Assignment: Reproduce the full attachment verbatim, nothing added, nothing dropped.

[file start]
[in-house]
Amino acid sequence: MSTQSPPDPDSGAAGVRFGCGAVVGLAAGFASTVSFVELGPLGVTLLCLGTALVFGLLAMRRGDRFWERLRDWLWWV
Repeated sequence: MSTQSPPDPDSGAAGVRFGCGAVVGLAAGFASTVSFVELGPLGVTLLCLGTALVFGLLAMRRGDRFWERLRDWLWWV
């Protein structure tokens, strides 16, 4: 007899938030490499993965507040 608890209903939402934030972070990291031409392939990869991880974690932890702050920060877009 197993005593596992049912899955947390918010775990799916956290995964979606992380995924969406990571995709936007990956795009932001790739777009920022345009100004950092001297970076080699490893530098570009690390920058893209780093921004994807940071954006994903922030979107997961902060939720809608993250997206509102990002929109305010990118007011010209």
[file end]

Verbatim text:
[in-house]
Amino acid sequence: MSTQSPPDPDSGAAGVRFGCGAVVGLAAGFASTVSFVELGPLGVTLLCLGTALVFGLLAMRRGDRFWERLRDWLWWV
Repeated sequence: MSTQSPPDPDSGAAGVRFGCGAVVGLAAGFASTVSFVELGPLGVTLLCLGTALVFGLLAMRRGDRFWERLRDWLWWV
């Protein structure tokens, strides 16, 4: 007899938030490499993965507040 608890209903939402934030972070990291031409392939990869991880974690932890702050920060877009 197993005593596992049912899955947390918010775990799916956290995964979606992380995924969406990571995709936007990956795009932001790739777009920022345009100004950092001297970076080699490893530098570009690390920058893209780093921004994807940071954006994903922030979107997961902060939720809608993250997206509102990002929109305010990118007011010209």